How much does this change the composition of the SBoE, which has had a strong religious right, conservative block of represenatives just a hair’s breadth from a majority (7 out of 15 members)? While McLeroy is out, George Clayton in in. Clayton has been quoted thus:
Clayton said evolution is and should remain in science classrooms, but he thinks the alternative theories supported by the religious right – intelligent design and creationism – can “find a real nice home” in humanities, philosophy or world history classes.
“It’s seems to me you can’t be taught the one [evolution] without the other [creationism],” Clayton said. “It’s an impossibility to talk about evolution without mentioning creationism.”
Right. Of course. You can't have physics without metaphysics. Can't teach marine biology without mentioning mermaids.
Honestly? I don’t think Clayton is being completely out in left field on that. These are important philosophical issues, and they have played a role in the biology historically. Darwin was highly influenced by Paley, and many eighteenth and nineteenth century geologists sought to support Noah’s flood scientifically. That they failed does not mean those efforts should never be talked about. The problem is putting them into their context: they are failed hypotheses that do not play a role in contemporary science.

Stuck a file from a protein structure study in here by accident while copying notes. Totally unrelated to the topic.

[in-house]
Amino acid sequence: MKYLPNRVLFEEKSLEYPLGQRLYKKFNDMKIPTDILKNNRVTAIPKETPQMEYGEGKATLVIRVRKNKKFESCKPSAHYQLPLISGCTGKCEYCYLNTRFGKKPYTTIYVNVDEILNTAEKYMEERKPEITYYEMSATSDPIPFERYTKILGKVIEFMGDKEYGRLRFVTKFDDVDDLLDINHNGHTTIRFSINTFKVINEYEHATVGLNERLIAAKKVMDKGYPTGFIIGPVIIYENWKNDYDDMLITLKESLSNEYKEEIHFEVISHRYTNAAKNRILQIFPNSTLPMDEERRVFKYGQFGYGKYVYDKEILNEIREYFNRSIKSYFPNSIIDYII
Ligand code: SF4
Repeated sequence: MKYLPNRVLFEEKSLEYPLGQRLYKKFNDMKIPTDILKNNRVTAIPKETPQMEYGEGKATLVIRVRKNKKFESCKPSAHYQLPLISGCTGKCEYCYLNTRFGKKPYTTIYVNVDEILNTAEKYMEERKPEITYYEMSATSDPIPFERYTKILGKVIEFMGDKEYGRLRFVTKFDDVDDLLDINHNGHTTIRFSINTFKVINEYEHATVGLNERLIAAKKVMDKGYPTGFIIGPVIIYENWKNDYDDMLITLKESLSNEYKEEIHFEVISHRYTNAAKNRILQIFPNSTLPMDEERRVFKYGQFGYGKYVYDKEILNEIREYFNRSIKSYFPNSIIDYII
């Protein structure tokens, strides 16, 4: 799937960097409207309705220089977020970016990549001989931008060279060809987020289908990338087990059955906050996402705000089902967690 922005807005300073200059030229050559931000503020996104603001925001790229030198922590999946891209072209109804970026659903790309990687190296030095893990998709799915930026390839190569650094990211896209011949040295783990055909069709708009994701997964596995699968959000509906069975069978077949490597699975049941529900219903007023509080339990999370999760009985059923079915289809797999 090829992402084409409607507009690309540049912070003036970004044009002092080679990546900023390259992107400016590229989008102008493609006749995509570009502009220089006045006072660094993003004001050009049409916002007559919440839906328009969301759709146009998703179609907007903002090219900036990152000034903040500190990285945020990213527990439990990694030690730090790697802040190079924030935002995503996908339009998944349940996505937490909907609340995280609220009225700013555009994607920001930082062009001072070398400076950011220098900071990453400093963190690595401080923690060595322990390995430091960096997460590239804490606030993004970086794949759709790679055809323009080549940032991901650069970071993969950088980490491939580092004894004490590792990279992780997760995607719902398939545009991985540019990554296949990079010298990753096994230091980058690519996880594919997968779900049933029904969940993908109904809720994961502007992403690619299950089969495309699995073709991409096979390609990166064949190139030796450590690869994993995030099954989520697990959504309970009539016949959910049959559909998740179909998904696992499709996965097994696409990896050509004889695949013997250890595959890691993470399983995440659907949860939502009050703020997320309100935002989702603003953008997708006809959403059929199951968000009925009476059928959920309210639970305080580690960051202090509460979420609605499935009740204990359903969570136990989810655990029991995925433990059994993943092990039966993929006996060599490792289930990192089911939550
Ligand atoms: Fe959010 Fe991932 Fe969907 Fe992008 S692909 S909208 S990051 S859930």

The title of this post, by the way, is not intended as sarcasm. Needless to say, I disagree with a large amount of Mr. McLeroy’s actions and goals, but I do admire that he was willing to serve in public office. That is not an easy thing.